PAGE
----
Voting Rights

Fighting HB 194: An Attack on Early Voting

02.26.14

New content (fused with old content):

On June 29, 2011, the Ohio legislature passed House Bill 194, legislation which makes a variety of misguided changes to Ohio’s voting system. The short lines and uncomplicated voting process during 2008’s record voting turnout will be replaced by long waits, confused voters, and a glut of provisional ballots. Provisions of the new legislation included:

  • Drastically cutting the timeframe for early in-person voting to 16 days from 35 days;
  • Preventing counties from mailing absentee ballot applications to residents; and
  • Eliminating the requirement for poll workers to help voters find their right precinct.

During a session on July 13, 2011, the Ohio General Assembly passed a bill that corrects one of H.B. 194’s flaws. The bill eliminates the requirement for voters to provide their full Social Security number in order to vote a provisional ballot. Unfortunately, the bill also eliminates online registration and the voter’s ability to present an ID at their local Board of Election before the polls close, if they didn’t have it while voting. Read testimony in opposition to these measures here.

In March 2012, Secretary of State Jon Husted began to advocate the repeal of the controversial HB 194, arguing that it should be scrapped and reexamined after the November 2012 election with legislation that is more bipartisan. Theoretically, repealing HB 194 would render a voter referendum unnecessary, though repealing a law that is under voter referendum is constitutionally unprecedented.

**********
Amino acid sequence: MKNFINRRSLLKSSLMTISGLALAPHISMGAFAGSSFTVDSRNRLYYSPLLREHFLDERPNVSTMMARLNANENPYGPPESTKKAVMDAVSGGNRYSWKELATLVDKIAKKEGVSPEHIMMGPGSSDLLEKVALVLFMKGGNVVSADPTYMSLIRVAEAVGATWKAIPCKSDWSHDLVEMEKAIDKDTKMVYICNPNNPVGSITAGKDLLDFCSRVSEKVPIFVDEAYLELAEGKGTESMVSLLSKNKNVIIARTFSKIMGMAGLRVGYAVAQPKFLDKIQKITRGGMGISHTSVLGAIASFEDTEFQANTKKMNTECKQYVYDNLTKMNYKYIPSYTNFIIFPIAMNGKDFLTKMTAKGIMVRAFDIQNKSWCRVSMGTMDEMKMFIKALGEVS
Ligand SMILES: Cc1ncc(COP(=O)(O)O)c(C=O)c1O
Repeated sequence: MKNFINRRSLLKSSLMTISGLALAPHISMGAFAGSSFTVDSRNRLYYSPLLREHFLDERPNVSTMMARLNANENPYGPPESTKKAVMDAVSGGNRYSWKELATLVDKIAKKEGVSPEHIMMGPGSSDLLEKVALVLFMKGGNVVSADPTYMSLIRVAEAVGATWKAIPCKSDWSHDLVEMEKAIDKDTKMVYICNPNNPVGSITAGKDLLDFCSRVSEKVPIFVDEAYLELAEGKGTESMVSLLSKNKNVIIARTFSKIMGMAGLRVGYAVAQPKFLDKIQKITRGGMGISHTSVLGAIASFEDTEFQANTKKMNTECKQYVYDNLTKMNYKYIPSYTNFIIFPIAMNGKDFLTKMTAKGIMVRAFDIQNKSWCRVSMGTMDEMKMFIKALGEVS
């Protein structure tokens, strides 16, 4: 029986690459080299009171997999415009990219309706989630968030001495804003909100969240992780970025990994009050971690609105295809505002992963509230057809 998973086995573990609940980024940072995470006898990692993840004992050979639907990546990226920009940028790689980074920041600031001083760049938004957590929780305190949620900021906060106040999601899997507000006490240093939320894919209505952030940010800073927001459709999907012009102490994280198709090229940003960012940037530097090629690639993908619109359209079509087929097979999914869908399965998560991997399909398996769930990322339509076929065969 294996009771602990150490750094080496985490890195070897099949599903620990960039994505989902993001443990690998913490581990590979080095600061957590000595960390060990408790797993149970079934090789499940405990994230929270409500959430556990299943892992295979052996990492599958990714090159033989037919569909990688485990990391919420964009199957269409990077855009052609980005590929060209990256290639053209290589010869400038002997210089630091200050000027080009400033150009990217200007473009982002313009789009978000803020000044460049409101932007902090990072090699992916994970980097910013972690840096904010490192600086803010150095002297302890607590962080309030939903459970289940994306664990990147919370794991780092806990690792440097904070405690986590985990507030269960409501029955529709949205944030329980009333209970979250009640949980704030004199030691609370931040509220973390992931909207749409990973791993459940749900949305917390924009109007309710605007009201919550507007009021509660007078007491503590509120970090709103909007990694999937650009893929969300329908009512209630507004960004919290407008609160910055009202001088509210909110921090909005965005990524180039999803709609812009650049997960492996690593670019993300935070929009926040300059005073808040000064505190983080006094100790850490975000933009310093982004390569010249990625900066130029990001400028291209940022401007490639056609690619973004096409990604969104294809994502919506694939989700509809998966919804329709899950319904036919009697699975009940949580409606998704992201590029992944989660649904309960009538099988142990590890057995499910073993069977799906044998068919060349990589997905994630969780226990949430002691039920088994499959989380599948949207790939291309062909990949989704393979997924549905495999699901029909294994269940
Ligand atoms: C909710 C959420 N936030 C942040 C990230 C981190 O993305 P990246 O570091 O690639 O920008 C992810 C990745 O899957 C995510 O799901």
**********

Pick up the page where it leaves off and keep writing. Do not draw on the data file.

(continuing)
Ohio Republicans latched onto the repeal plan. Despite Husted’s advice to wait until after the election before exploring any new legislation, some legislators suggested they might try to replace HB 194 with a new voter suppression bill before the November 2012 election. The ACLU of Ohio strongly opposes any additional changes to voting laws before the presidential election, except to repeal all voter suppression laws that were passed in 2011.

Additionally, third parties found much to argue with in HB 194. Access to the ballot by minor parties is an important function of democracy. The Libertarian Party of Ohio sued Secretary of State John Husted over HB 194 on the grounds that it would hinder the ability to vote third party. Read the August 2011 Columbus Dispatch coverage here.

On May 8, 2012, Ohio lawmakers repealed HB 194 on May 8, 2012. See the case information here.

Cincinnati by Neighborhood - SORTA Routes


Cincinnati by Neighborhoods - Percentage Below Poverty